THUNDER BAY - A letter by new police board appointee John Cyr in support of Sen. Lynn Beyak has resurfaced, leading the head of Nishnawbe Aski Nation to call for his resignation.
The letter, titled "No good deeds, ever, at residential schools?" was written to the Chronicle Journal on March 21, 2017.
The letter was written two weeks following Sen. Lynn Beyak's controversial 2017 speech before the Senate where she promoted the positive aspects of residential schools.
Cyr, contacted over the phone on Thursday, said the letter was not a direct response to the speech, but was written in regards to comments made about Beyak around the time.
He also said he has not read the letter since it was published, and affirmed it was his "opinion at the time."
"I speak partly for the record, but mostly in memory of the kindly and well-intentioned men and women and their descendants... whose remarkable works, good deeds and historical tales in the residential schools go unacknowledged for the most part and are overshadowed by negative reports," she said in her speech.
Cyr, writing in 2017, asked in the letter "Throughout the century-and-a-half of the residential schools there were never any good deeds? Ever?"
"Sen. Beyak’s comments were balanced and thoughtful. They gave needed voice to good people who appear not to have been heard, or, if heard, not listened with any understanding. Not to recognize that would seem to choose tyranny and hurt feelings over reconciliation," the letter reads.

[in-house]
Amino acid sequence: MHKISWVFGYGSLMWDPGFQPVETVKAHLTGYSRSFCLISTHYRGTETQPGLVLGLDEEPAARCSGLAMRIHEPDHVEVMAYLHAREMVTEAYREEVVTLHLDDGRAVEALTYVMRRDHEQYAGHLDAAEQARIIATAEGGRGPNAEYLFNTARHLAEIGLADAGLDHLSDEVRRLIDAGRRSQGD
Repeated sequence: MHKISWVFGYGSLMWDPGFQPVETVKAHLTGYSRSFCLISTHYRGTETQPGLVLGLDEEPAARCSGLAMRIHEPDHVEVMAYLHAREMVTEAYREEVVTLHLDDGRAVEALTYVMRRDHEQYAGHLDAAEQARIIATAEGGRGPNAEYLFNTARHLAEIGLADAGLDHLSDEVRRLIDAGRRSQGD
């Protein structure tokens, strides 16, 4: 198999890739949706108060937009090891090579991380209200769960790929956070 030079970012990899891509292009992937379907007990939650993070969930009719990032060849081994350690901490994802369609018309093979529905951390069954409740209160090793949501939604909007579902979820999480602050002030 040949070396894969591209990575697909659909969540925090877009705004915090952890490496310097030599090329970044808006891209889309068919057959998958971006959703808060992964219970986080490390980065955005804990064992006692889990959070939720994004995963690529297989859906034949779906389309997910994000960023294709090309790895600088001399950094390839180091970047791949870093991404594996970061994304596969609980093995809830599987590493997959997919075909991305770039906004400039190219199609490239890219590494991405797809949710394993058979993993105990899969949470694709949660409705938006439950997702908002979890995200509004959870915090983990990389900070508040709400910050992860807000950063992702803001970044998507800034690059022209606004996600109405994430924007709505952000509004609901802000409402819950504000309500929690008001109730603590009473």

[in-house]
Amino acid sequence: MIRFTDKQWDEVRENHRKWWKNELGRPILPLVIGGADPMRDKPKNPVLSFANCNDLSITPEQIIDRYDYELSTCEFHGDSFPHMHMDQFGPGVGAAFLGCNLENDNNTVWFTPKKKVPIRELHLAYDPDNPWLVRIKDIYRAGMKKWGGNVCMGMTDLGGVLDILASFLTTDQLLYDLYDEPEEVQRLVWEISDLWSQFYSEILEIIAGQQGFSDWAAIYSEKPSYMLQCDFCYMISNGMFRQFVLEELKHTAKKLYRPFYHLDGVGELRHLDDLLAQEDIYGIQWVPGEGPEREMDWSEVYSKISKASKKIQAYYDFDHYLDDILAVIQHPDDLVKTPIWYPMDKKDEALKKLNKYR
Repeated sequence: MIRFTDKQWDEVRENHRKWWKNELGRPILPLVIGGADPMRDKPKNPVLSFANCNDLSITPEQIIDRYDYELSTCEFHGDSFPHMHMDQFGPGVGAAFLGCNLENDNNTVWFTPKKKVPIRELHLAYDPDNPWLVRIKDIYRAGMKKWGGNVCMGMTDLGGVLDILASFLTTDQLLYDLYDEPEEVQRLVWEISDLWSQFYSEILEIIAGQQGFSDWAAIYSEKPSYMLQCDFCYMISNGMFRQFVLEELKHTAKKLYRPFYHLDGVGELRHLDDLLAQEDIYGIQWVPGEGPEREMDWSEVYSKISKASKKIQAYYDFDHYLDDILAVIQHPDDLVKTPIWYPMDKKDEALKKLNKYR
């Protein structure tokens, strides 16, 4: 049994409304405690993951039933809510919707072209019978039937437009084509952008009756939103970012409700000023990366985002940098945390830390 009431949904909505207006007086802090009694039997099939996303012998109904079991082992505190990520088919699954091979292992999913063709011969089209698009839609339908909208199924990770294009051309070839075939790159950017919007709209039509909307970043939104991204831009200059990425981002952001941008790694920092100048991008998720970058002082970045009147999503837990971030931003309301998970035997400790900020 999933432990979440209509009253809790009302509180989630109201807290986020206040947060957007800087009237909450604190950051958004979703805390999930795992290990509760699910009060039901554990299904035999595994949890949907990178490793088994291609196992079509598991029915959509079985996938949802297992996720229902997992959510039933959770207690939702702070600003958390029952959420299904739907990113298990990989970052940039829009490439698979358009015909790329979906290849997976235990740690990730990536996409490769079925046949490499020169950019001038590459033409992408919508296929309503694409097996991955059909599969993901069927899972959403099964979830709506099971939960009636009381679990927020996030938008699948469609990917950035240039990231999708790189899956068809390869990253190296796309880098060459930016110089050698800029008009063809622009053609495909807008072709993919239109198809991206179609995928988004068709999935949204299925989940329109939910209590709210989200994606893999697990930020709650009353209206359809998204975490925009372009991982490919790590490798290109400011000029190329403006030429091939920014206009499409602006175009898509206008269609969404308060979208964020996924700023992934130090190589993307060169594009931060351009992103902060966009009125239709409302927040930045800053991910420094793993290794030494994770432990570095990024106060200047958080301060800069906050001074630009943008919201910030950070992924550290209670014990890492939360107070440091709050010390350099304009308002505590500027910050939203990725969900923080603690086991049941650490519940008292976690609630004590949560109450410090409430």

Fiddler calls for resignation
Nishnawbe Aski Nation Grand Chief Alvin Fiddler called for Cyr to step down in a written statement issued on Thursday.
"We demand that the province rescind this appointment or that Mr. Cyr submit his immediate resignation," Fiddler's statement reads.
“It is unacceptable and insulting that a person who has expressed support for Senator Beyak’s racist actions would be appointed by the province to the board tasked with restoring the trust of this city’s troubled police service with the Indigenous community. Policing is in crisis in Thunder Bay, and there is no place for a residential school apologist to service a community that is struggling to rebuild the relationship between its police service and the Indigenous population."
Board chair considers Cyr an ally
Cyr was officially introduced to the police board at its meeting on Tuesday.
Board chair Celina Reitberger praised the appointment of Cyr on Tuesday, saying he brings insight, enthusiasm, and experience (working) with Indigenous people.
"I consider John to be an ally," she told Tbnewswatch on Thursday.
When asked what the response may be from the Indigenous community, Reitberger said, "It's my hope that people will just ignore it. Because that's what I feel needs to happen. We need to ignore Ms. Beyak."
During Cyr's first board meeting on Tuesday, he told reporters Reitberger's plea for forwarding progress on the police board was what inspired him to join.
“My first inclination to put my name forward came as a result of (Celina) Reitberger’s comment that it’s time to move forward. If that’s the attitude I would very much like to be part of it.”
Cyr reaffirmed this on Thursday.
"Absolutely. (Reitberger's) comments were the reason I came forward, and I will continue to work with her and the board."
Beyak was suspended from the Senate earlier this month for the remainder of the parliamentary session.
Cyr called the letters "entirely inappropriate."
"It shouldn't be published on a Senate website or any public website for that matter."